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Kids: Your new clients, are you prepared?

20 April 2017Jonathan Faurie

Over the past two years, a lot of money – and time – has been spent on the study of Millennials and what makes them tick. It is clear that this generation is unlike any other. Many extraordinary social influencers, such as technology, have changed the way they interact with the world around them and how they ultimately relate to it.

If we were pressed to define Millennials in one sentence, it would be: Millennials are not happy with simply existing in the world; they want to make a difference to it.

This changes the game for anybody who engages or interacts with them. In a release to the media, Soul Abraham – Head of Personal Lines at Mutual & Federal – says that Millennials could shape the future of the insurance industry in a significant way.

Insurer adaptation

To tap into this generation, insurers need to stay abreast of technology trends and to demonstrate a capacity for innovation.

“Over the next 10 years, our industry both locally and abroad is set to change as companies deal with disruption. Ideally, more established insurers need to be able to anticipate disruption and innovate within their own company to meet the demands of this up-and-coming generation,” he said.

This could translate into training and hiring more graduates who fall within the Millennial generation and who can identify with their peers to more effectively anticipate and meet the ever-changing needs of these customers.

Quick advice

While Millennials want to hear all the options available to them, they also want quick service. This means that the current broker model is likely to change as intermediaries will have to embrace technology to compete with a speedy direct insurance market.

Millennials are quite comfortable to deal with someone over the phone or internet as opposed to the baby boomer generation which is more likely to require a personal meeting and relationship building experience.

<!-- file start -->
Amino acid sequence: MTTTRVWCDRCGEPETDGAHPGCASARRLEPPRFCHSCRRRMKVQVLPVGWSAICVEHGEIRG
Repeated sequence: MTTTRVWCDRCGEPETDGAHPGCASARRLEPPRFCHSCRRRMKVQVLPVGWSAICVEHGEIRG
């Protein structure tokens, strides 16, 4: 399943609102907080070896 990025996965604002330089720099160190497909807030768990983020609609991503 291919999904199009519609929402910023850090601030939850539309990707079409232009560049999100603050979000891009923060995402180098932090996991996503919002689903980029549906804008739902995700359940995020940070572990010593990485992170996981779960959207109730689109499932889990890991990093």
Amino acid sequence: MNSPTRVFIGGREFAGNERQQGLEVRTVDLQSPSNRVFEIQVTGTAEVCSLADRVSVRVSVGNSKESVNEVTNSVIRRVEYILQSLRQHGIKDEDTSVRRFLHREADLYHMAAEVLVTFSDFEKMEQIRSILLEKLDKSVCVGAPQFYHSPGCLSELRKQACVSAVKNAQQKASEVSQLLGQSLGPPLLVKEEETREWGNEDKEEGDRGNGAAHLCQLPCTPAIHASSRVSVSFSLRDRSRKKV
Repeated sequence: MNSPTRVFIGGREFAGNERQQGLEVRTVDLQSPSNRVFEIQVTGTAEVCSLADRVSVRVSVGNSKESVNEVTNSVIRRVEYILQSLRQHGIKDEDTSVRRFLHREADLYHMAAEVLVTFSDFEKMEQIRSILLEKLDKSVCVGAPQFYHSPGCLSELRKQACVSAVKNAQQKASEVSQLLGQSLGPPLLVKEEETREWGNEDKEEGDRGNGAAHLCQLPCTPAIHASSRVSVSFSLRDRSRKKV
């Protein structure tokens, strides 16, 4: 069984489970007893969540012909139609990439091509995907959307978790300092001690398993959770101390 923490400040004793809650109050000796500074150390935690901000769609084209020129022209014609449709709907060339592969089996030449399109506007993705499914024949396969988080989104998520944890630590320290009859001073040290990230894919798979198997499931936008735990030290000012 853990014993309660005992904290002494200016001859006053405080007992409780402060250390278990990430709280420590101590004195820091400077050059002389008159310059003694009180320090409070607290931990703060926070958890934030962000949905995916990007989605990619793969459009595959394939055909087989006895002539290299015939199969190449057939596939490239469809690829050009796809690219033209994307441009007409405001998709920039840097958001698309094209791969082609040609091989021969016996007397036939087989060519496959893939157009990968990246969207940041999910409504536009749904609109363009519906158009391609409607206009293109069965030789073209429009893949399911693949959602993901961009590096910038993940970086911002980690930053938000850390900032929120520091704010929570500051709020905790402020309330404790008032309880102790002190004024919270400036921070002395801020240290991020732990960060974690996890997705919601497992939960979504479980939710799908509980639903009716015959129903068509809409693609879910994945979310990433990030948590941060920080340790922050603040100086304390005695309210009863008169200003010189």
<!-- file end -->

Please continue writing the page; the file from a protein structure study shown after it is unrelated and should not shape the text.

“In South Africa in particular, with the growing black middle class, there is an entire first and second generation of individuals entering the insurance market with limited or no experience of these products. Consumer education is therefore required on various platforms including social media. Furthermore, as insurance penetration increases, brokers will be needed in more remote areas,” said Abraham.

Changing asset priorities

The types of assets insured are also changing. Cyber liability is a product which is growing in popularity. More recently, social media liability insurance, where consumers take out insurance on the off chance that they might be sued for something they post or comment on publicly.

“While the typical insurance for assets, such as a home and car will never fall away, the type of asset that needs to be insured is BREAK slowly moving away from the traditional physical asset to assets that live in the cyber world,” concluded Abraham.

The double edged sword

Millennials are very picky when it comes to their careers; loyalty means little to them as they are always open to better opportunities.

Not only is this applicable to those who are looking to advance their careers, it is also applicable to their interactions with brokers, advisers and intermediaries. Advancement speaks to security, Millennials want to know that the product that is being promoted to them will not only benefit them now, but will benefit their interests in the future.

There is also a cost issue. Millennials want the above solution (the best product to protect them for the greatest period of time) at the best price. Gone are the days where Millennials would be expected to pay a premium for products and services they don’t want. They want tailored products with tailored prices.

Lastly, Millennials want to be informed. Benjamin Franklin once said tell me something and I will forget, teach me something and I may remember, involve me and I will learn; Millennials no longer want a sales person who talks to them or at them, they want to be engaged in the decision making process of purchasing a product.

Editor’s Thoughts:
People are inherently afraid of change. But if the world changes around you, you may be stuck trying to play catch-up while competitors reap hard fought for rewards. Can you afford to let this happen? Please comment below, interact with us on Twitter at @fanews_online or email me your thoughts

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It is believed that it will cost R1.38 bn a year over the next 10 years to fix Johannesburgs roads. Do you think there is room for partnerships with the insurance industry to assist in this as the industry would benefit from fewer claims?


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